by reaction with the appropriate amine in the presence of HBTU and HOBT.

Compounds of formula 18 may be made from compounds of formula 19:


by reaction with sodium hydroxide in methanol. The compounds of formula 19 may be synthesised from compounds of formula 15 by reaction with a compound of formula 20:
in the presence of, for example, potassium carbonate.

Compounds of the present invention where R4 is H may be made by the coupling of an appropriate boronic acid to a compound of formula 7, in an analagous way to that described above.

USE OF COMPOUNDS OF THE INVENTION

The present invention provides active compounds, specifically, active 8-aryl-2-amin-4-yl-quinolin-4-ones, pyridopyrimidine-4-ones, and chromen-4-ones.

The term “active”, as used herein, pertains to compounds which are capable of inhibiting DNA-PK activity, and specifically includes both compounds with intrinsic activity (drugs) as well as prodrugs of such compounds, which prodrugs may themselves exhibit little or no intrinsic activity.

One assay which may be used in order to assess the DNA-PK inhibition offered by a particular compound is described in the examples below.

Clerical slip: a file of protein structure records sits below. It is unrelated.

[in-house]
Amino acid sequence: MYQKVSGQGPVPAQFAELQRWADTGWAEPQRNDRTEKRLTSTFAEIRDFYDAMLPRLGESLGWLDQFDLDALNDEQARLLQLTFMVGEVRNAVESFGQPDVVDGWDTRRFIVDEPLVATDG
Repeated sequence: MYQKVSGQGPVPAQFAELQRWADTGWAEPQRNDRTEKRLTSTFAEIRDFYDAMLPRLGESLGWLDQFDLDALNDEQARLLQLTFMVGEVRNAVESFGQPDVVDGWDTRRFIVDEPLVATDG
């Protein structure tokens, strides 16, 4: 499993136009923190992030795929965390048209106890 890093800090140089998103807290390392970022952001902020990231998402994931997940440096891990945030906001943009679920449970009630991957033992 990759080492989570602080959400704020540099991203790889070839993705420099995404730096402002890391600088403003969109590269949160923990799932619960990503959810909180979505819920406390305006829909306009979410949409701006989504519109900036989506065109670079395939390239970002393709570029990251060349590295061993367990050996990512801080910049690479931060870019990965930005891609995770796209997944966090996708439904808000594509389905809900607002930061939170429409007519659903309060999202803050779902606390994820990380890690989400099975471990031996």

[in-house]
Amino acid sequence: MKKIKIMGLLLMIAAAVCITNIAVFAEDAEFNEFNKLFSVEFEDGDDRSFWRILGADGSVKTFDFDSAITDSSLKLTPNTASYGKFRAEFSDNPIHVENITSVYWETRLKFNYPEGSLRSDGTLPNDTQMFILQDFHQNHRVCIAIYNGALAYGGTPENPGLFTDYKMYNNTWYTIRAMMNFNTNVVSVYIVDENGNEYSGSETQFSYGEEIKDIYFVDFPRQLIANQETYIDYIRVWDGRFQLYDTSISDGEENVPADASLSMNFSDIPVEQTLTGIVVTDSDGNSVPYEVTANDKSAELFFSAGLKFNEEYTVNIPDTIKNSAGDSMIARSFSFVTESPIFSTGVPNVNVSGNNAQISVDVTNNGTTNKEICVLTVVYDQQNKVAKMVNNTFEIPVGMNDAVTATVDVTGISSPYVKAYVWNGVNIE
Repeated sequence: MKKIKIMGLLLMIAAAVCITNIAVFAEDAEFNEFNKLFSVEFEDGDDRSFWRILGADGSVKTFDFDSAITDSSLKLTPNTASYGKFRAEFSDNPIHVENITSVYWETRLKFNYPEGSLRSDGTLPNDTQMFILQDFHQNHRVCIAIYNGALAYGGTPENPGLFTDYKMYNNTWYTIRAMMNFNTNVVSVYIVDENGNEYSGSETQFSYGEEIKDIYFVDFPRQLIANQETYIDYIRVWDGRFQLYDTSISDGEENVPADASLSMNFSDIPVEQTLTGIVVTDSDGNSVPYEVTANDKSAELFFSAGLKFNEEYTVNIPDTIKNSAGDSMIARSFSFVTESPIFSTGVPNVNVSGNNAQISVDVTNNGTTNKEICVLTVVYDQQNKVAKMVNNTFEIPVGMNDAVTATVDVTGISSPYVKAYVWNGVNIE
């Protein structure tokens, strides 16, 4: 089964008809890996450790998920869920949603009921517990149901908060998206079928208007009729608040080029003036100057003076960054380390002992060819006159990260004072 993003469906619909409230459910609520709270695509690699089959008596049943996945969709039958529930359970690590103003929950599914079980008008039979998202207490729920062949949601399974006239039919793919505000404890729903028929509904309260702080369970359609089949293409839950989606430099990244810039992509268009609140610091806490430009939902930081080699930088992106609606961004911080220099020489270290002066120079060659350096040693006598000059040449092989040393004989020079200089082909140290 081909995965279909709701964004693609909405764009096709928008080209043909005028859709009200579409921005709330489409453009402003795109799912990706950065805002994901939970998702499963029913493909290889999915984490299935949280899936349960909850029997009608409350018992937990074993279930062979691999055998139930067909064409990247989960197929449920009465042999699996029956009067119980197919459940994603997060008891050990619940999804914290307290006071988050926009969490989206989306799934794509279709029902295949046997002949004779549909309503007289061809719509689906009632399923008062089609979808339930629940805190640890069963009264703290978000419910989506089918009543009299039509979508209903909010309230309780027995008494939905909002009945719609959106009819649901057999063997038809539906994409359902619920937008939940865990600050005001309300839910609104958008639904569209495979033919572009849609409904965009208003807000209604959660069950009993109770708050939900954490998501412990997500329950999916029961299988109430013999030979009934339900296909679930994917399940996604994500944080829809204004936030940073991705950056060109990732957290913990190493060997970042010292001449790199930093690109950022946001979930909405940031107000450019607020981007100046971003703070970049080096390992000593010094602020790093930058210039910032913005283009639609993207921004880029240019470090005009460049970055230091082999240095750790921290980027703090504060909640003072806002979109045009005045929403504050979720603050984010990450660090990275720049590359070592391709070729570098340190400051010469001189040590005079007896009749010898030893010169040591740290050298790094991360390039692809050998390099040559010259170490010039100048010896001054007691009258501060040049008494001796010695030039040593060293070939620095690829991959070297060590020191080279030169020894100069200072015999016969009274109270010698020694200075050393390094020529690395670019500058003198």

The present invention further provides a method of inhibiting DNA-PK inhibition in a cell, comprising contacting said cell with an effective amount of an active compound, preferably in the form of a pharmaceutically acceptable composition. Such a method may be practised in vitro or in vivo.

For example, a sample of cells (e.g. from a tumour) may be grown in vitro and an active compound brought into contact with said cells in conjunction with agents that have a known curative effect, and the enhancement of the curative effect of the compound on those cells observed.

The present invention further provides active compounds which inhibit DNA-PK activity as well as methods of methods of inhibiting DNA-PK activity comprising contacting a cell with an effective amount of an active compound, whether in vitro or in vivo.